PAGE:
While all this is being attempted, a major crisis is developing in Sri Lanka, resolution of which will not be possible by just economic aid, either by India, or by China (which in any case is not inclined) or by any other country. What is needed is establishment of law and order, people’s participation to prevent damage to life and property and address the root cause of the economic downfall in addition to short and mid term measures to address the current concerns.

What is the way out? Is Indian intervention in physical form inevitable? And if so, in what manner?

Indian Peace Keeping Force (IPKF) had intervened in Sri Lanka consequent to the Indo-Sri Lanka Accord between the two countries. It was probably not considered essential to take LTTE ‘on board’ for signing the accord. It was expected that the Indian concern and approach to help the Tamilian population will be appreciated and LTTE will disarm without any opposition, but none of these things happened. IPKF operations from 1987 to 1990 had a mixed response with a number of casualties being suffered by the Indian Army. It also resulted in reinforced perception that India has a soft corner for Tamil people because of their links with the Indian state of Tamil Nadu.

A segment of Sri Lankan thinkers and population was laughing it off seeing Indian Army attempting to write off LTTE and Tamil aspirations despite being the protector of genuine Tamil concerns.

The situation is entirely different now. A Bangladesh moment of 1971 appears to have arrived albeit in a different form. When India intervened militarily in East Pakistan, it resulted in its liberation and birth of Bangladesh. Despite a thundering win, it handed over the power to the Bangladeshi people, an unparalleled act in the world history. Sri Lankan situation is also similar except the fact that the problem is not purely military and therefore the rescue force has to be reconfigured differently.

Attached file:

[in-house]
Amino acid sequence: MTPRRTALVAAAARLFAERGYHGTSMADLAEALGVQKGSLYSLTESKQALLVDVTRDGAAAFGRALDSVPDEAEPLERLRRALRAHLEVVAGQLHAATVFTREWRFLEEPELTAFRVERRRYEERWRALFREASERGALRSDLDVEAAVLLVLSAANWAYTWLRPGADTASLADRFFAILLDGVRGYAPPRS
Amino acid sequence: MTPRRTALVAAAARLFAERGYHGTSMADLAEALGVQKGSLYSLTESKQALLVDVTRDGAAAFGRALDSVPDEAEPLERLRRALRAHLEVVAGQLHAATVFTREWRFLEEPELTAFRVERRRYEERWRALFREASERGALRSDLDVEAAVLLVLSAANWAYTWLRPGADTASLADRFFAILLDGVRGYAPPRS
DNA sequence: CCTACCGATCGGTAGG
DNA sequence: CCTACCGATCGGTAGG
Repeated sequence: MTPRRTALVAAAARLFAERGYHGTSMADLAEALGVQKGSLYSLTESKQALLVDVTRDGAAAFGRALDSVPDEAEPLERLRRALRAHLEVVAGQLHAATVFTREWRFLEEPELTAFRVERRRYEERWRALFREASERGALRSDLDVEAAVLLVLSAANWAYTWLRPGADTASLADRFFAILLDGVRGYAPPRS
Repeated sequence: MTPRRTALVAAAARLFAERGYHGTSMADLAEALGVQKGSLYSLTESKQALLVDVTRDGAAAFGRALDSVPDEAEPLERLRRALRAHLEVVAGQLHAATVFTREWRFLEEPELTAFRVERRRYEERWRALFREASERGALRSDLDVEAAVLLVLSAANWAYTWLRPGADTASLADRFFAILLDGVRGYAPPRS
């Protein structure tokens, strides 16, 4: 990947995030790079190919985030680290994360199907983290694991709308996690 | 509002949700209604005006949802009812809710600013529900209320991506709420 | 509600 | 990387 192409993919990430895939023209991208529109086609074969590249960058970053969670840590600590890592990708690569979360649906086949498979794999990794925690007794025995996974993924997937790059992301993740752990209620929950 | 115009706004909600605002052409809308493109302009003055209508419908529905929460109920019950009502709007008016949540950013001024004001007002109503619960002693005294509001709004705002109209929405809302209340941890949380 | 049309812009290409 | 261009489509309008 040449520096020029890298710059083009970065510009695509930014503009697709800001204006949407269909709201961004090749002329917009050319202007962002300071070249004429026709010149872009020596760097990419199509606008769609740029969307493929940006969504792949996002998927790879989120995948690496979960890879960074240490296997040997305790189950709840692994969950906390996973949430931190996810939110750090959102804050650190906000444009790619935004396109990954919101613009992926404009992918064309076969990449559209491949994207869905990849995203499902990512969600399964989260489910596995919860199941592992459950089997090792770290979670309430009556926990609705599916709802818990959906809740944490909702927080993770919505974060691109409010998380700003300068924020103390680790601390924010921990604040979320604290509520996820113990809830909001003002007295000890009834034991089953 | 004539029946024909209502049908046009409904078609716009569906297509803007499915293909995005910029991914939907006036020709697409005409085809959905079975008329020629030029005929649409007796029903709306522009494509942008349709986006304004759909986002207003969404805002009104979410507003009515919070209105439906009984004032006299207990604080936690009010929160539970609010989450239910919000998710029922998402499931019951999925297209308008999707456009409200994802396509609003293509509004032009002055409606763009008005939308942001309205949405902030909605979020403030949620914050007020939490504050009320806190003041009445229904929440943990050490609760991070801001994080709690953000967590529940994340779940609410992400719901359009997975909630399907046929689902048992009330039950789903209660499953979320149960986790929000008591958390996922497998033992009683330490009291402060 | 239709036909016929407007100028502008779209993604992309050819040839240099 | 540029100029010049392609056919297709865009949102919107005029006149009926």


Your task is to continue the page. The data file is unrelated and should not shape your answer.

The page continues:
Despite the attempt by CM of Tamil Nadu to help the Tamil population, Indian government has done well so far as to not to be seen aligned only to the Tamil population, but addressing the concerns of the entire Sri Lankan population keeping various identities aside. It is the right approach, as not only Tamils but Sinhalese as well have their roots in the Southern states of India, as a lot of people from these Indian states migrated to Sri Lanka in the past from all these communities.

There is a need to form ‘Friendship Divisions’ comprising of Armed Forces, enhanced logistic support component, oil and grain section, medical section, team of experts and economists and other stake holders who can go there, one each in North, Central and Southern part of Sri Lanka and help them revive trust in their own governance besides addressing the economic woes.

India can also use its influence to get IMF loan, reduce excessive component of subsidy (an action which it needs to take for itself as well) and other economic recovery actions to help Sri Lankan people to rewrite their own future. Excessive forces can be redistributed for better economic activities, as Sri Lanka really has no threat and if it is threatened, it can’t do much with its defence forces.

India must seize its Sri Lankan moment with the people’s consent, leaving aside rumours related to humanitarian assistance based intervention. Although, this has been denied by the Indian government. A direct dialogue with the Sri Lankan government and representatives of all parties must be established and ‘Friendship Divisions’ must be launched without any delay.

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Author
Maj Gen Ashok Kumar, VSM (Retd) is a Kargil war veteran and defence analyst. He is visiting fellow of CLAWS and specialises on neighbouring countries with special focus on China.